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Grad Program: Architectural History

Basic Information

Architectural History focuses on the evolution of buildings, monuments, pediments and settlements in relation to art, history and philosophy. Architectural historians understand settlement patterns and regional growth. Just as important as understanding the history behind the earth’s greatest temples, cathedrals, palaces and gardens is the knowledge of how to preserve these treasures.

Along with a desire to preserve architectural masterpieces is an appreciation for understanding and conserving the cultural heritage that comes along with architecture. There is a deep appreciation for history and culture in architecture that historians try to preserve for future generations.

In addition to studying Architectural History, students learn about preservation, construction methods, and the importance of architecture in urban development and economic revitalization. Architectural history allows the student to develop a broad framework in economics, design, philosophy, urban development and art.

Since Architectural History is considered a specialized field, only a select number of schools offer the program. More often, architectural history is used as a supplement for architecture and urban planning programs.

Degree Information

A master’s degree in Architectural History will typically take between one and a half and two years to complete and will involve a thesis in addition (usually) to oral and written exams. Additionally, the M.A. may require familiarity with at least one foreign language.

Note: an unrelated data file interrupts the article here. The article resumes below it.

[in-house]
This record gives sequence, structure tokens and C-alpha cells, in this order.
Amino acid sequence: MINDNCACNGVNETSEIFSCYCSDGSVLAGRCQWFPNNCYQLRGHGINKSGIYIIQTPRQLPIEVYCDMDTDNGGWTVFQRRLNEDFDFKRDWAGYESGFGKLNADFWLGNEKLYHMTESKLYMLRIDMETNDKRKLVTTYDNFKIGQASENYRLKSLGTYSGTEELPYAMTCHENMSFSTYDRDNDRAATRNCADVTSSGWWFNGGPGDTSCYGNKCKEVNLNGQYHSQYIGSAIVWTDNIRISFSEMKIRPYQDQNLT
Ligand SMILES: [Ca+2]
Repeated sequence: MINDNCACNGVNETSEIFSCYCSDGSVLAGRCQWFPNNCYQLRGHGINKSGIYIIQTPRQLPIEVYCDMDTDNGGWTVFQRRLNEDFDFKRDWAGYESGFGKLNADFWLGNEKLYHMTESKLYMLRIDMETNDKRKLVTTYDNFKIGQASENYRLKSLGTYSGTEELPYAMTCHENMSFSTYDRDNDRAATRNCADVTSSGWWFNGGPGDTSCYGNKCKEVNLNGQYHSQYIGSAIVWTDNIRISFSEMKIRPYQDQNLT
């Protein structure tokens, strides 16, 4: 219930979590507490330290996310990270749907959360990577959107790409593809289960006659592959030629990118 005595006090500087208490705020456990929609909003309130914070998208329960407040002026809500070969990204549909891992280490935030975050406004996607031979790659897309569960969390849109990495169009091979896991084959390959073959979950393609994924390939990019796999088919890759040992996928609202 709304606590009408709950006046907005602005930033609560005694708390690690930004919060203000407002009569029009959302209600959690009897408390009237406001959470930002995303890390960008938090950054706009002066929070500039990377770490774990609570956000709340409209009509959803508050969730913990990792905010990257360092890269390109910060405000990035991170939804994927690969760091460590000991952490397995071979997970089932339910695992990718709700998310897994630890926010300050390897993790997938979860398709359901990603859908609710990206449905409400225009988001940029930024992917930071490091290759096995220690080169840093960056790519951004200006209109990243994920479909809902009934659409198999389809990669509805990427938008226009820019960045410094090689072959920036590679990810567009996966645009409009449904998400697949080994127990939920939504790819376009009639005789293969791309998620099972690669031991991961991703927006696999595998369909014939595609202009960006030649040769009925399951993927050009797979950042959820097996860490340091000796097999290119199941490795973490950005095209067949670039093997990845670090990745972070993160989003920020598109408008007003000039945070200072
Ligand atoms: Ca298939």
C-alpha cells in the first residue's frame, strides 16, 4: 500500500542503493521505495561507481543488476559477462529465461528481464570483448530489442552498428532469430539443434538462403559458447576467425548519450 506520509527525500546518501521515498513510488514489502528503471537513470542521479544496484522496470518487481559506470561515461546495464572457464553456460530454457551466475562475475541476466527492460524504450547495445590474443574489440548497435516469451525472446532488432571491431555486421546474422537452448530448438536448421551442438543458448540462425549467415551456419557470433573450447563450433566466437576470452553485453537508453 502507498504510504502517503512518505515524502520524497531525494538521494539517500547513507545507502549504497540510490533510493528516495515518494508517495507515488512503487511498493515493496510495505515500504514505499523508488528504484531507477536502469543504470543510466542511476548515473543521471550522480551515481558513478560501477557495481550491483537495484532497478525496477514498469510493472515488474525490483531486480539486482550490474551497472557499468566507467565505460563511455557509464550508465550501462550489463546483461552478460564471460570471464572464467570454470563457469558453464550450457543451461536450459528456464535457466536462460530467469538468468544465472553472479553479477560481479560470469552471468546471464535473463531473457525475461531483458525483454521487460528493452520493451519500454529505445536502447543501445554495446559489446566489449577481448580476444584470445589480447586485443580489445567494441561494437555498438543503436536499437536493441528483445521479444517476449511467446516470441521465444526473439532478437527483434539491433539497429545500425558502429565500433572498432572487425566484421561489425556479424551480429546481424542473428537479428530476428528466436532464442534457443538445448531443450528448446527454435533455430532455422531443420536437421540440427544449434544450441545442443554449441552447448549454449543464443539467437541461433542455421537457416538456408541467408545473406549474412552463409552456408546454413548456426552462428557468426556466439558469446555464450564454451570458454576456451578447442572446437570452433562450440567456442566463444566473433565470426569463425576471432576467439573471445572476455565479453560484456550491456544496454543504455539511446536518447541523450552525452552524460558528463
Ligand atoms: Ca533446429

A Ph.D. in Architectural History can take as few as three years or as many as seven, and will involve mastery of one or more foreign language, as well as a dissertation and oral defense.

Questions to Ask Yourself When Choosing a Degree Program
  • Where is the program located, and will it give me access to architecture which interests me? How much of a role does location play in the program?
  • Who are the faculty members and what are their areas of expertise?
  • What sort of access do you have to faculty members, especially any big names? What about the students? Where are they from? What are they doing?
  • What about the alumni? Have they stayed local? Do they support the school once they've left?
  • What sort of assistantships, grants, and other financial aid opportunities are available?

Ask an Educational Advisor